In percentage terms, though, it was North Dakota that received the largest gains in Canadian visitors and Canadian spending in 2007: a 26% increase in overnight visits and a 51% increase in expenditures during these visits. Most of that money was spent after the Canadian dollar achieved and exceeded parity with the U.S. dollar.

Canadians travelling more overseas

Canadians are also travelling more overseas, with a record high 7.4 million overnight trips in 2007. This was an increase of 10% over 2006 and the fifth consecutive annual rise. In 2007, travel increased to every overseas region except South America and Oceania.

Among the regions of the world, Europe attracted Canadians the most, drawing 4.2 million overnight visits in 2007, followed by the Caribbean, with more than 1.8 million overnight visits. But on an individual country basis, Mexico predominated for a second year in a row. Canadians’ made more than one million visits to Mexico in 2007, up 21% from 2006. Canadians next favourite overseas destinations, in descending order, were the United Kingdom, France, Cuba and the Dominican Republic.

Growing numbers of overseas visitors

Just as we are travelling overseas more, growing numbers of overseas visitors are journeying to Canada. Travel from overseas nations to Canada rose for the fourth consecutive year in 2007, up 3% to 4.4 million overnight trips.

With 891,000 overnight trips, visitors from the United Kingdom remained Canada’s most important overseas tourism market. The number of travellers from the United Kingdom rose 6% over 2006. Even more came from Australia: their 208,000 overnight trips in 2007 represented a 17% increase over the previous year. Overseas tourists contributed a total of $6.0 billion to Canada’s economy in 2007, up 4% from 2006.

This increase in overseas travellers did not come close to compensating for the decline in U.S. visitors. Every year since 1999 has seen their numbers decline—down to 25.7 million in 2007. Americans’ same-day car trips here dropped to 11.2 million in 2007, down 19% from 2006, while their overnight travel fell 4% to 13.4 million trips, the lowest level in a decade. The impact of these declines on spending was marked: Americans spent $7.8 billion in Canada in 2007, down 5% from 2006 and the lowest level since 1997.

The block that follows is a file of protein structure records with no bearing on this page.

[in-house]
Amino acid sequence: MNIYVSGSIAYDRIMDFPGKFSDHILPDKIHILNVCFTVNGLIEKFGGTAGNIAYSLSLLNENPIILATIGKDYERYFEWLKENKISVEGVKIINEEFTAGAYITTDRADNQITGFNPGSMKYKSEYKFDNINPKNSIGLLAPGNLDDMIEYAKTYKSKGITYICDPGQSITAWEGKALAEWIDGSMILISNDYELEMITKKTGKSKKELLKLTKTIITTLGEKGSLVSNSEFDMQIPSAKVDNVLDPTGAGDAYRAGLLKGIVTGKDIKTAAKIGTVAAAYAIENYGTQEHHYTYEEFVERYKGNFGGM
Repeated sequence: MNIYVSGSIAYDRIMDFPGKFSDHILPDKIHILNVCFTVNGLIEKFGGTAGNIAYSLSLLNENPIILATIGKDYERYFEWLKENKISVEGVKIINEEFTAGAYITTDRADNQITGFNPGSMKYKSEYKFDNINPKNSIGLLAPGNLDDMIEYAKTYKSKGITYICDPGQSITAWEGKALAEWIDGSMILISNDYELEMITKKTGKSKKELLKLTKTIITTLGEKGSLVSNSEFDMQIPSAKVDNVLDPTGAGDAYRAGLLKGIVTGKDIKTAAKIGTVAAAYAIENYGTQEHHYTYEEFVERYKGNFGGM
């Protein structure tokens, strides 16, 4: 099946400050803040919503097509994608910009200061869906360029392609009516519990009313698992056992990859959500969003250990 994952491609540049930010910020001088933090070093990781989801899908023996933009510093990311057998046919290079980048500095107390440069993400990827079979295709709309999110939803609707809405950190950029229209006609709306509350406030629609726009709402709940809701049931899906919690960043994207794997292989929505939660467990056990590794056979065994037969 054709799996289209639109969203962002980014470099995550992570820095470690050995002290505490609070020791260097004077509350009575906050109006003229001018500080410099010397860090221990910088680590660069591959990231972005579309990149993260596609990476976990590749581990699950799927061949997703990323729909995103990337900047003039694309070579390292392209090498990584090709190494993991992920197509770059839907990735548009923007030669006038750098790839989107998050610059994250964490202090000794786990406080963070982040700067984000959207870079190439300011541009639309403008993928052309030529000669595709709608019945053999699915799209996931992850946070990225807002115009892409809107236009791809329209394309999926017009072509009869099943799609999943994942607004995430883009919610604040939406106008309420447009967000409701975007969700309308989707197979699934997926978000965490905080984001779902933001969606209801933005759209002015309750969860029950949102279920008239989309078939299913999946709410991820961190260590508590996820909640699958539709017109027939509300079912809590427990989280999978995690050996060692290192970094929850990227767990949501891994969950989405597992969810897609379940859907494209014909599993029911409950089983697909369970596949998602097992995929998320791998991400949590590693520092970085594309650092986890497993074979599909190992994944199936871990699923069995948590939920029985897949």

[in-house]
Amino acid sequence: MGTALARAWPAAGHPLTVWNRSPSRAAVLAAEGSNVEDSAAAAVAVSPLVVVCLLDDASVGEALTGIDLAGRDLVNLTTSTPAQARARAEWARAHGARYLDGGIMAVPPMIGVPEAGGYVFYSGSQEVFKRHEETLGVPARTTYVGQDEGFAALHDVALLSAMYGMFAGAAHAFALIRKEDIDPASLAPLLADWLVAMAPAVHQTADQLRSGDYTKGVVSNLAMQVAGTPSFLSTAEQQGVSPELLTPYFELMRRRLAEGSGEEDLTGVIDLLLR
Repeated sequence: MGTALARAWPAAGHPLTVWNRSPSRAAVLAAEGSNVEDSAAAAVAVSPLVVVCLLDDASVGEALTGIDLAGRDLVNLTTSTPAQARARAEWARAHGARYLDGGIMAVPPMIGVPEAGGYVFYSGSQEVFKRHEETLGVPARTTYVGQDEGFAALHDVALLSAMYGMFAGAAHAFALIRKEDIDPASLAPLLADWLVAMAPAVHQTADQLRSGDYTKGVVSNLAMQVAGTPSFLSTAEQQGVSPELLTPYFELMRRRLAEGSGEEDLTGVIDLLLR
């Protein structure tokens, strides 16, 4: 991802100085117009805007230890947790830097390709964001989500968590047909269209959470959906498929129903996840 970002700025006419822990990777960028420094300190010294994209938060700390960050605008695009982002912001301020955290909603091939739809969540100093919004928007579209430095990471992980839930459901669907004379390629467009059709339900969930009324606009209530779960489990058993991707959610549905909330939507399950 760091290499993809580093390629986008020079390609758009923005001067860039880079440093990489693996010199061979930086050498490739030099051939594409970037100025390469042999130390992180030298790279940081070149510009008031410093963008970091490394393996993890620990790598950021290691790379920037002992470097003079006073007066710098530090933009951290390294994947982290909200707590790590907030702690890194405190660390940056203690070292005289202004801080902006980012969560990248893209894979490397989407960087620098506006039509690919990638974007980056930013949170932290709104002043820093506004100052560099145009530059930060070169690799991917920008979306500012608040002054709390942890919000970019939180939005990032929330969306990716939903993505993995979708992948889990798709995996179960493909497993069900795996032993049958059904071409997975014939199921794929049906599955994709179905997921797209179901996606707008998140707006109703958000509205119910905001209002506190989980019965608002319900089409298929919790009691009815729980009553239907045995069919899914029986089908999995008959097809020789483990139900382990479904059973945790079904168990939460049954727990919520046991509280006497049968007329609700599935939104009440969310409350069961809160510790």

A record international travel deficit

The decline in numbers of foreign visitors to Canada, plus Canadians’ increasing travel outside the country, added up to a record high international travel deficit. In 2007, the travel deficit (the difference between spending by Canadians abroad and spending by foreigners in Canada) hit $10.0 billion. While Canadians spent $26.9 billion outside the country, 15% more than in 2006, foreign spending in Canada edged up just 0.1% to $16.6 billion.

The previous record high deficit of $6.8 billion was posted in 2006. In 2002, the deficit was $1.7 billion.

The effect of the decline in American visitors and their spending is more telling: Canada’s travel deficit with the United States climbed to $7.0 billion in 2007, $2.7 billion higher than in 2006. That broke the previous high from 1991 by almost $1.0 billion.